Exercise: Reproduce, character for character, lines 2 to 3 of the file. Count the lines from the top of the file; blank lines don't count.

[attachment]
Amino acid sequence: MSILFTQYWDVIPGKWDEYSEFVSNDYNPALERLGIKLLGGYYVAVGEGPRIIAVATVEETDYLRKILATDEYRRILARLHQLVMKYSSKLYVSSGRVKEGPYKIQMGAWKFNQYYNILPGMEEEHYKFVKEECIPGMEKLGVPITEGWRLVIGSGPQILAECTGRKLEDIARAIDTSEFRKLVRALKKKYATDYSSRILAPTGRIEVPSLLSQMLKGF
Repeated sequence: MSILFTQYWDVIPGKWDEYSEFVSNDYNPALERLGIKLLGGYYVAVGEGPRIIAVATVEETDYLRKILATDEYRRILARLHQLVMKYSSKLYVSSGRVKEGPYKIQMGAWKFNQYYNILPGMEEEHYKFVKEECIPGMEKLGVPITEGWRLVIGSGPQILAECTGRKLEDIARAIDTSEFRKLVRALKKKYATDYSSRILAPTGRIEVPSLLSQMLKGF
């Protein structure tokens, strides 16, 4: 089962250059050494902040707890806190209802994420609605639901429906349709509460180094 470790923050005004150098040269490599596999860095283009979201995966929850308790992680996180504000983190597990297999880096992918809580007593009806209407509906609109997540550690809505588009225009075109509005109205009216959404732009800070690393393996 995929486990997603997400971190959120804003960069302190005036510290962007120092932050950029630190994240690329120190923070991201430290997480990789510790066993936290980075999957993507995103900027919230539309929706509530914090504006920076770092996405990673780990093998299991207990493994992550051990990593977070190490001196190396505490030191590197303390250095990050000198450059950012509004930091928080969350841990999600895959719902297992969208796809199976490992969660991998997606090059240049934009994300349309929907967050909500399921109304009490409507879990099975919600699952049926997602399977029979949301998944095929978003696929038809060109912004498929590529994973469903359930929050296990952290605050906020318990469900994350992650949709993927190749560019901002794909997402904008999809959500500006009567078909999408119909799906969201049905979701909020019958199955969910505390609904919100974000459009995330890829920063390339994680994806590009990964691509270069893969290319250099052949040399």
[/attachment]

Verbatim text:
Repeated sequence: MSILFTQYWDVIPGKWDEYSEFVSNDYNPALERLGIKLLGGYYVAVGEGPRIIAVATVEETDYLRKILATDEYRRILARLHQLVMKYSSKLYVSSGRVKEGPYKIQMGAWKFNQYYNILPGMEEEHYKFVKEECIPGMEKLGVPITEGWRLVIGSGPQILAECTGRKLEDIARAIDTSEFRKLVRALKKKYATDYSSRILAPTGRIEVPSLLSQMLKGF
């Protein structure tokens, strides 16, 4: 089962250059050494902040707890806190209802994420609605639901429906349709509460180094 470790923050005004150098040269490599596999860095283009979201995966929850308790992680996180504000983190597990297999880096992918809580007593009806209407509906609109997540550690809505588009225009075109509005109205009216959404732009800070690393393996 995929486990997603997400971190959120804003960069302190005036510290962007120092932050950029630190994240690329120190923070991201430290997480990789510790066993936290980075999957993507995103900027919230539309929706509530914090504006920076770092996405990673780990093998299991207990493994992550051990990593977070190490001196190396505490030191590197303390250095990050000198450059950012509004930091928080969350841990999600895959719902297992969208796809199976490992969660991998997606090059240049934009994300349309929907967050909500399921109304009490409507879990099975919600699952049926997602399977029979949301998944095929978003696929038809060109912004498929590529994973469903359930929050296990952290605050906020318990469900994350992650949709993927190749560019901002794909997402904008999809959500500006009567078909999408119909799906969201049905979701909020019958199955969910505390609904919100974000459009995330890829920063390339994680994806590009990964691509270069893969290319250099052949040399």